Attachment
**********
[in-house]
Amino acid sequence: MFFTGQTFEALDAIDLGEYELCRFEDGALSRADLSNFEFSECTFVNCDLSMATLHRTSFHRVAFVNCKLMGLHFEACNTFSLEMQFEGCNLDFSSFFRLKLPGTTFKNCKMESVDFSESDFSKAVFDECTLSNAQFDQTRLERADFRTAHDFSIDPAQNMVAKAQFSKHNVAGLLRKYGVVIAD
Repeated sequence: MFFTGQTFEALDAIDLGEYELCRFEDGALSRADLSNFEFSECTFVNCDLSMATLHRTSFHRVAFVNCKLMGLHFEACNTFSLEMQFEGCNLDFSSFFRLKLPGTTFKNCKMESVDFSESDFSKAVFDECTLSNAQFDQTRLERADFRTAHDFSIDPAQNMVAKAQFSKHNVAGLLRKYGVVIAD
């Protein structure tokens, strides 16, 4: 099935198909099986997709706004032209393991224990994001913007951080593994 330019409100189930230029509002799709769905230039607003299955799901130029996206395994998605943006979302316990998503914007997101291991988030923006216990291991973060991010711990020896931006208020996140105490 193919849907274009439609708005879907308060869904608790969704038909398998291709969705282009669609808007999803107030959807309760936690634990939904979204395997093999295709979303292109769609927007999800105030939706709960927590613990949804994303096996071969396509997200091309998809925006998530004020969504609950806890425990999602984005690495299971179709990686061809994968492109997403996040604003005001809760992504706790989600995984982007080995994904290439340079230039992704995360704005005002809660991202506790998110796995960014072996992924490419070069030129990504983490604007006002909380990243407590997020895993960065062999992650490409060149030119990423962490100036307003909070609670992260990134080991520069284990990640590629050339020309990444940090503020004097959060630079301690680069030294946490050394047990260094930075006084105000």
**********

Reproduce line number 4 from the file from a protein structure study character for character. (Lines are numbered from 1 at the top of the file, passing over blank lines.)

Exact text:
């Protein structure tokens, strides 16, 4: 099935198909099986997709706004032209393991224990994001913007951080593994 330019409100189930230029509002799709769905230039607003299955799901130029996206395994998605943006979302316990998503914007997101291991988030923006216990291991973060991010711990020896931006208020996140105490 193919849907274009439609708005879907308060869904608790969704038909398998291709969705282009669609808007999803107030959807309760936690634990939904979204395997093999295709979303292109769609927007999800105030939706709960927590613990949804994303096996071969396509997200091309998809925006998530004020969504609950806890425990999602984005690495299971179709990686061809994968492109997403996040604003005001809760992504706790989600995984982007080995994904290439340079230039992704995360704005005002809660991202506790998110796995960014072996992924490419070069030129990504983490604007006002909380990243407590997020895993960065062999992650490409060149030119990423962490100036307003909070609670992260990134080991520069284990990640590629050339020309990444940090503020004097959060630079301690680069030294946490050394047990260094930075006084105000």